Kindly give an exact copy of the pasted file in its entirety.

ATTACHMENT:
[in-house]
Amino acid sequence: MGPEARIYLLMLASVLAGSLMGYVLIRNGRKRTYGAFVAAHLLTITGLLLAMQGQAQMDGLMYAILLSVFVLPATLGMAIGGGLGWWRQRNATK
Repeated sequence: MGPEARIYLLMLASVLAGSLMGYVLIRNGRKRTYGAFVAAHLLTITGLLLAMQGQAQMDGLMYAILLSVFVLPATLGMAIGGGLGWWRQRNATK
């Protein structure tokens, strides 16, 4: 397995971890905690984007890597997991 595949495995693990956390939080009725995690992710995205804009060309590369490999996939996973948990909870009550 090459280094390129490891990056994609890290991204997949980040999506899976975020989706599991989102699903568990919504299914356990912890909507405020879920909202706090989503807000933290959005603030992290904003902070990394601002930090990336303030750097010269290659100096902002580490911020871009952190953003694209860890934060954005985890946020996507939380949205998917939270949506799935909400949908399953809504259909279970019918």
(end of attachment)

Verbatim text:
[in-house]
Amino acid sequence: MGPEARIYLLMLASVLAGSLMGYVLIRNGRKRTYGAFVAAHLLTITGLLLAMQGQAQMDGLMYAILLSVFVLPATLGMAIGGGLGWWRQRNATK
Repeated sequence: MGPEARIYLLMLASVLAGSLMGYVLIRNGRKRTYGAFVAAHLLTITGLLLAMQGQAQMDGLMYAILLSVFVLPATLGMAIGGGLGWWRQRNATK
């Protein structure tokens, strides 16, 4: 397995971890905690984007890597997991 595949495995693990956390939080009725995690992710995205804009060309590369490999996939996973948990909870009550 090459280094390129490891990056994609890290991204997949980040999506899976975020989706599991989102699903568990919504299914356990912890909507405020879920909202706090989503807000933290959005603030992290904003902070990394601002930090990336303030750097010269290659100096902002580490911020871009952190953003694209860890934060954005985890946020996507939380949205998917939270949506799935909400949908399953809504259909279970019918």